F. Gerald Downing, Christ and the CynicsF.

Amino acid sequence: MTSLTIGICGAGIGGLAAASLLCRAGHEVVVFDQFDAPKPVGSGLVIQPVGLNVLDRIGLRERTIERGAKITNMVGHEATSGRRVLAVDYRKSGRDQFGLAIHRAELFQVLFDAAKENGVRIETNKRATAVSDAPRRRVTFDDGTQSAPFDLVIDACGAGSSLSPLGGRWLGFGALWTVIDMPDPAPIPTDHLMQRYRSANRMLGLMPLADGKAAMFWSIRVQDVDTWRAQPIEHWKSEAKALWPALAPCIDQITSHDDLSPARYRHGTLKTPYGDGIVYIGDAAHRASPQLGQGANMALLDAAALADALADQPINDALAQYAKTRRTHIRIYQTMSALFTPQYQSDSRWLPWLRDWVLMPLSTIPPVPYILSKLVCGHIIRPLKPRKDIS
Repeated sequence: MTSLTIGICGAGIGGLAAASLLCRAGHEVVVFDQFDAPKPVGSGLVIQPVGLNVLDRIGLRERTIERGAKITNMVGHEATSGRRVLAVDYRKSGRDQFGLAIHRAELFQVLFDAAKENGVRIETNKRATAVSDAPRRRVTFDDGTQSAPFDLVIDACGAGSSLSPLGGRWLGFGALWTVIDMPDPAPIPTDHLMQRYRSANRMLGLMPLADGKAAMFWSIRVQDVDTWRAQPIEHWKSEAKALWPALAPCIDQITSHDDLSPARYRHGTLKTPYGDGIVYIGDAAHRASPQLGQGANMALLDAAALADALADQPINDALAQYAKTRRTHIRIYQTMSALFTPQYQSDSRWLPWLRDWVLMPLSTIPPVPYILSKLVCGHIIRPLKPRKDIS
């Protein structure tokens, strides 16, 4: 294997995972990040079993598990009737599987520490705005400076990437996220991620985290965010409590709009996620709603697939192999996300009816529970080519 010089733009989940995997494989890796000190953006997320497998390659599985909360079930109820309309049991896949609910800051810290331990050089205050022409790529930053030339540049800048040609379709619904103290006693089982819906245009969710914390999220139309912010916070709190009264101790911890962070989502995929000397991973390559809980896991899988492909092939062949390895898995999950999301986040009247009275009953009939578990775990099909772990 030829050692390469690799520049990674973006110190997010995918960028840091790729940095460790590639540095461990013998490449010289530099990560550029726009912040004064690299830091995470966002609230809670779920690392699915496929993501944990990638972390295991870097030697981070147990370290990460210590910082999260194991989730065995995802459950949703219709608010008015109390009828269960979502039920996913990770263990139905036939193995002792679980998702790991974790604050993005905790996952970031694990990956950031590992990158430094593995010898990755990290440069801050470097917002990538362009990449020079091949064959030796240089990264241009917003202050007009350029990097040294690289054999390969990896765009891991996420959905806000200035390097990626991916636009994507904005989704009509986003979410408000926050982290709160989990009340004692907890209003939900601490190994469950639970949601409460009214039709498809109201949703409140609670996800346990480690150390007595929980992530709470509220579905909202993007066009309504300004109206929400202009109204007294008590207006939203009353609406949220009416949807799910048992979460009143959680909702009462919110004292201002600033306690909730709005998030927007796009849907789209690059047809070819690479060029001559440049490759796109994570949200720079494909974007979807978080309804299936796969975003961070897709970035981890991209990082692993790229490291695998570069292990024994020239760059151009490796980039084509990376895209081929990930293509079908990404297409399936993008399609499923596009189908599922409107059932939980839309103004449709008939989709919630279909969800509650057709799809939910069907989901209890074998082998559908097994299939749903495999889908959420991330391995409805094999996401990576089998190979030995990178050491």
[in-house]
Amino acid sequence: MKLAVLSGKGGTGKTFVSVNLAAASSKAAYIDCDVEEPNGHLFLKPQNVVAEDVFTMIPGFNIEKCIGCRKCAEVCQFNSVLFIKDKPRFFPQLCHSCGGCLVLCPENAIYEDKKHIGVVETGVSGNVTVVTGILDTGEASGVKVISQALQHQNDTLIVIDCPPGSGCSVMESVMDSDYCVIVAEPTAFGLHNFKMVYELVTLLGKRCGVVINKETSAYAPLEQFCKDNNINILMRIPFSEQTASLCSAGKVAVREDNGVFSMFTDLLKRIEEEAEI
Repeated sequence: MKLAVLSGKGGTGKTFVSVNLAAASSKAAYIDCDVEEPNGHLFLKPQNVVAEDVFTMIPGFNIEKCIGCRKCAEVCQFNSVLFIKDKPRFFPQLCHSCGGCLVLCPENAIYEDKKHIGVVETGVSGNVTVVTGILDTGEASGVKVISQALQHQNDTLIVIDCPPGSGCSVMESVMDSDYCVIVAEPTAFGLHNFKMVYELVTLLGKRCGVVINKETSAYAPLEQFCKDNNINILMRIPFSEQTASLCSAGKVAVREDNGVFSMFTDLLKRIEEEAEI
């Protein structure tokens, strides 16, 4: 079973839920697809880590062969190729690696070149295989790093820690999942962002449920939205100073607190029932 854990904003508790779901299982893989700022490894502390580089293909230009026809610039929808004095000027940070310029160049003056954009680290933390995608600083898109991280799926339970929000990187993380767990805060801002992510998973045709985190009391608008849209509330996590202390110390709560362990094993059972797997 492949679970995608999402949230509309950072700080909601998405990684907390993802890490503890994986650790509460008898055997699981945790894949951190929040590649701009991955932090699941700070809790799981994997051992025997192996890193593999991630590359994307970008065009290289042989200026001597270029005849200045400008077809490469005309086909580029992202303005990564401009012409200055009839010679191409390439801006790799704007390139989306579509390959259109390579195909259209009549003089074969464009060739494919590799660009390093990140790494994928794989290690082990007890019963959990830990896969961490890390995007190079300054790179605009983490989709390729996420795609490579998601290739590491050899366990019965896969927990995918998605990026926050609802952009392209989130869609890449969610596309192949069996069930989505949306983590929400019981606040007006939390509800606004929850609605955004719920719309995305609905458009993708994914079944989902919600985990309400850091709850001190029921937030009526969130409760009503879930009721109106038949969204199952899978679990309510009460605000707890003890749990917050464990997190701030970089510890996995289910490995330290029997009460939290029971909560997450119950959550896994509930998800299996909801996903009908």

Gerald Downing, CHRIST AND THE CYNICS; John Dominic Crossan, Jesus: A Revolutionary Biography Selections by Peter Myers, November 11, 2001; update December 26, 2003. My comments are shown {thus}. You are at http://users.cyberone.com.au/myers/downing.html. (1) F. Gerald Downing, CHRIST AND THE CYNICS: Jesus and other Radical Preachers in First-Century Tradition, JSOT Press, Sheffield UK, 1988. This book shows that the early Christians were followers of the Cynic philosophy - Taoists, in effect. The first part is Downing's Preface; the second part is the parallel passages showing the Cynic derivation of much of the Synoptic Gospels. This material suggests that Jesus and his disciples were NOT Zealots, as Jewish writers like Hyam Maccoby and Robert Eisenman would have us believe. {p. v} PREFACE Our oldest traditions about Jesus clearly stem from Jewish Palestine in the early first century. The names of people and places belong there, as do most if not all of the customs and institutions taken for granted, along with details of the topography and climate, as well as many apparent allusions to other strands of contemporary history. In these accounts the only other literature drawn on for illustration, for support and for interpretation is contained almost entirely in the Jewish canon of writings (the 'Old Testament', itself by now virtually finalised). This source is supplemented on a very few occasions by more recent compositions: but they are still clearly Jewish. No proof of any important direct literary dependence on non-Jewish sources has emerged from two centuries of close study. On the other hand, the documentary evidence on which we rely for our knowledge of these traditions is itself written in Greek to audiences that would seem to belong outside of Palestine. Those first listening to the Gospels being read may well have included Jews - even Jews who had grown up in Galilee or Judaea. But most of the Jewish Christians listening would seem to have been Jews who had grown up in Greek-speaking, largely 'pagan' cities (of which there were many in Galilee itself, of course). Paul's letters and Luke's Acts of the Apostles would suggest that within perhaps twenty years the majority of Christians outside of the Jewish homeland were converts from 'paganism'. Some may have had prior contact with Jewish tradition, perhaps even attending synagogues. But sufficient seem to have come in from 'outside' to need to have Jewish customs explained to them. Thus the audiences for the documents we have are likely at least to have been aware of the popular culture of the hellenistic cities and towns; and for most of them, this will have constituted their natural way of conversing and thinking, and interpreting what they heard or read. Jewish tradition in Galilee and Judaea as well as in the rest of the Mediterranean world had, of course, itself been encountering hellenism for more than three centuries. The extent of hellenistic influence in the homeland continues to be debated. Yet whatever our conclusion on that contentious issue, the former conclusion seems indisputable: our early Christian documents are addressed in Greek to people for whom it was natural to converse and think in Greek, people living in, and mostly immersed in a popular hellenistic culture. The traditions about Jesus, then, are Palestinian Jewish, with supporting and interpretative literary material drawn from Jewish writings. The audience is 'hellenised', and perhaps mostly 'hellenistic'. We are aware that for any communication, and especially in a largely oral culture, 'feed-back' from the audience is extremely significant. The growth of the Christian movement must have involved effective communication. So we are bound to assume that the presuppositions, the prior interests of those who joined in, and those being